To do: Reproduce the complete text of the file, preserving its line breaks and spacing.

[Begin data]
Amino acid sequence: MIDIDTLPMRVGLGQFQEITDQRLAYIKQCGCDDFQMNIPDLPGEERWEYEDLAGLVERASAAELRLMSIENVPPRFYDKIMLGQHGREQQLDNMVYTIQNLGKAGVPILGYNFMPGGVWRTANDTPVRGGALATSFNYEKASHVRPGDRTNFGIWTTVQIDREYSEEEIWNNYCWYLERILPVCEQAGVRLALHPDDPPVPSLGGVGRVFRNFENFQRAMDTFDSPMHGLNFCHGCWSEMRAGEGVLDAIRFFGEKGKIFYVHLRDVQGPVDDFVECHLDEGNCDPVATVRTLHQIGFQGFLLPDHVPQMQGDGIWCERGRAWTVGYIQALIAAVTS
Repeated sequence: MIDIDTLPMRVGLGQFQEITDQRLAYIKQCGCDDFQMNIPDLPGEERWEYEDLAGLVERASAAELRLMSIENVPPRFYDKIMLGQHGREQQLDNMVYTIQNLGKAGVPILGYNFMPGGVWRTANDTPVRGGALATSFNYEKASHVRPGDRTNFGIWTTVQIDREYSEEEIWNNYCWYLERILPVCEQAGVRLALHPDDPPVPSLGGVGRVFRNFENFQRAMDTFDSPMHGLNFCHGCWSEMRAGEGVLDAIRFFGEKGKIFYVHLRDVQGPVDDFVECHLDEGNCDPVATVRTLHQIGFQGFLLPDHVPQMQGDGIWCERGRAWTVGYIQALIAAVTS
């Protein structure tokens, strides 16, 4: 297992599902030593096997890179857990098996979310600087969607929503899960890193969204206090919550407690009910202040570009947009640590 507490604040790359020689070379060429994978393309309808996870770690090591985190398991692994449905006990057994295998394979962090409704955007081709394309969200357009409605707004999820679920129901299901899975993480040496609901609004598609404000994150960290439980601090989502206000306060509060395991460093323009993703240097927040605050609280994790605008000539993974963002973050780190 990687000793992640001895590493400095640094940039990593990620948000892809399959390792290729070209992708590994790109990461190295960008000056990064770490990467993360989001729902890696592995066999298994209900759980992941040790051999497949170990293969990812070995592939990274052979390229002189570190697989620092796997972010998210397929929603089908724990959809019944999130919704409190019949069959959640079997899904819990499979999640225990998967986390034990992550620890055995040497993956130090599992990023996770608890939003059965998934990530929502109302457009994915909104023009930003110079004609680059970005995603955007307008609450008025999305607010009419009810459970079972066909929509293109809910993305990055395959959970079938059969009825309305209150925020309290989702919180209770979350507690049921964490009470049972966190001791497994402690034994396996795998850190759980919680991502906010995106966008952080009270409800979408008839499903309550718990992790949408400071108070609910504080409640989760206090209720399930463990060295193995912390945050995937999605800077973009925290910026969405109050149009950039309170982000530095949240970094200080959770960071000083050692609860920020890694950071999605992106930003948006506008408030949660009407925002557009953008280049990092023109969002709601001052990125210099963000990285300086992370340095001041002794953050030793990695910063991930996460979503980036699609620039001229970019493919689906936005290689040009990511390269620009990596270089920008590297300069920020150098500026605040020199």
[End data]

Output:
Amino acid sequence: MIDIDTLPMRVGLGQFQEITDQRLAYIKQCGCDDFQMNIPDLPGEERWEYEDLAGLVERASAAELRLMSIENVPPRFYDKIMLGQHGREQQLDNMVYTIQNLGKAGVPILGYNFMPGGVWRTANDTPVRGGALATSFNYEKASHVRPGDRTNFGIWTTVQIDREYSEEEIWNNYCWYLERILPVCEQAGVRLALHPDDPPVPSLGGVGRVFRNFENFQRAMDTFDSPMHGLNFCHGCWSEMRAGEGVLDAIRFFGEKGKIFYVHLRDVQGPVDDFVECHLDEGNCDPVATVRTLHQIGFQGFLLPDHVPQMQGDGIWCERGRAWTVGYIQALIAAVTS
Repeated sequence: MIDIDTLPMRVGLGQFQEITDQRLAYIKQCGCDDFQMNIPDLPGEERWEYEDLAGLVERASAAELRLMSIENVPPRFYDKIMLGQHGREQQLDNMVYTIQNLGKAGVPILGYNFMPGGVWRTANDTPVRGGALATSFNYEKASHVRPGDRTNFGIWTTVQIDREYSEEEIWNNYCWYLERILPVCEQAGVRLALHPDDPPVPSLGGVGRVFRNFENFQRAMDTFDSPMHGLNFCHGCWSEMRAGEGVLDAIRFFGEKGKIFYVHLRDVQGPVDDFVECHLDEGNCDPVATVRTLHQIGFQGFLLPDHVPQMQGDGIWCERGRAWTVGYIQALIAAVTS
């Protein structure tokens, strides 16, 4: 297992599902030593096997890179857990098996979310600087969607929503899960890193969204206090919550407690009910202040570009947009640590 507490604040790359020689070379060429994978393309309808996870770690090591985190398991692994449905006990057994295998394979962090409704955007081709394309969200357009409605707004999820679920129901299901899975993480040496609901609004598609404000994150960290439980601090989502206000306060509060395991460093323009993703240097927040605050609280994790605008000539993974963002973050780190 990687000793992640001895590493400095640094940039990593990620948000892809399959390792290729070209992708590994790109990461190295960008000056990064770490990467993360989001729902890696592995066999298994209900759980992941040790051999497949170990293969990812070995592939990274052979390229002189570190697989620092796997972010998210397929929603089908724990959809019944999130919704409190019949069959959640079997899904819990499979999640225990998967986390034990992550620890055995040497993956130090599992990023996770608890939003059965998934990530929502109302457009994915909104023009930003110079004609680059970005995603955007307008609450008025999305607010009419009810459970079972066909929509293109809910993305990055395959959970079938059969009825309305209150925020309290989702919180209770979350507690049921964490009470049972966190001791497994402690034994396996795998850190759980919680991502906010995106966008952080009270409800979408008839499903309550718990992790949408400071108070609910504080409640989760206090209720399930463990060295193995912390945050995937999605800077973009925290910026969405109050149009950039309170982000530095949240970094200080959770960071000083050692609860920020890694950071999605992106930003948006506008408030949660009407925002557009953008280049990092023109969002709601001052990125210099963000990285300086992370340095001041002794953050030793990695910063991930996460979503980036699609620039001229970019493919689906936005290689040009990511390269620009990596270089920008590297300069920020150098500026605040020199």